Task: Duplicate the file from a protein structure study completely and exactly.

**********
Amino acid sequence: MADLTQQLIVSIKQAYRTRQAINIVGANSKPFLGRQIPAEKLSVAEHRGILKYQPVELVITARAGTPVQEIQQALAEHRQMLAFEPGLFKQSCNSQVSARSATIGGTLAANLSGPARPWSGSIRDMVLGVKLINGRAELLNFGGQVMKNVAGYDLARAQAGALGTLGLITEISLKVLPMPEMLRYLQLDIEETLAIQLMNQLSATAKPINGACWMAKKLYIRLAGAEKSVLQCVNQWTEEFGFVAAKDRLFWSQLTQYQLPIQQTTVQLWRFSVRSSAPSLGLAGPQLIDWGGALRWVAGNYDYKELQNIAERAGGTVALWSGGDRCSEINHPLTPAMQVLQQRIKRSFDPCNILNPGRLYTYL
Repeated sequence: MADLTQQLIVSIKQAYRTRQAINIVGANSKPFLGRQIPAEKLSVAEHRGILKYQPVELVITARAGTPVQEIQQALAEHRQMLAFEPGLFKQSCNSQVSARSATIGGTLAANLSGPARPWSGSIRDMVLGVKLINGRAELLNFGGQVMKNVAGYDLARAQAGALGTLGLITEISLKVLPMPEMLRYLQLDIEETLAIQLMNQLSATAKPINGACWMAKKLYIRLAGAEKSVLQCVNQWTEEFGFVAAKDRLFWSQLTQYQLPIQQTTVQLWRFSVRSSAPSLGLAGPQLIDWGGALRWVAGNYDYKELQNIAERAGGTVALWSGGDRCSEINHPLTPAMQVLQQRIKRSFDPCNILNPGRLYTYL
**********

Amino acid sequence: MADLTQQLIVSIKQAYRTRQAINIVGANSKPFLGRQIPAEKLSVAEHRGILKYQPVELVITARAGTPVQEIQQALAEHRQMLAFEPGLFKQSCNSQVSARSATIGGTLAANLSGPARPWSGSIRDMVLGVKLINGRAELLNFGGQVMKNVAGYDLARAQAGALGTLGLITEISLKVLPMPEMLRYLQLDIEETLAIQLMNQLSATAKPINGACWMAKKLYIRLAGAEKSVLQCVNQWTEEFGFVAAKDRLFWSQLTQYQLPIQQTTVQLWRFSVRSSAPSLGLAGPQLIDWGGALRWVAGNYDYKELQNIAERAGGTVALWSGGDRCSEINHPLTPAMQVLQQRIKRSFDPCNILNPGRLYTYL
Repeated sequence: MADLTQQLIVSIKQAYRTRQAINIVGANSKPFLGRQIPAEKLSVAEHRGILKYQPVELVITARAGTPVQEIQQALAEHRQMLAFEPGLFKQSCNSQVSARSATIGGTLAANLSGPARPWSGSIRDMVLGVKLINGRAELLNFGGQVMKNVAGYDLARAQAGALGTLGLITEISLKVLPMPEMLRYLQLDIEETLAIQLMNQLSATAKPINGACWMAKKLYIRLAGAEKSVLQCVNQWTEEFGFVAAKDRLFWSQLTQYQLPIQQTTVQLWRFSVRSSAPSLGLAGPQLIDWGGALRWVAGNYDYKELQNIAERAGGTVALWSGGDRCSEINHPLTPAMQVLQQRIKRSFDPCNILNPGRLYTYL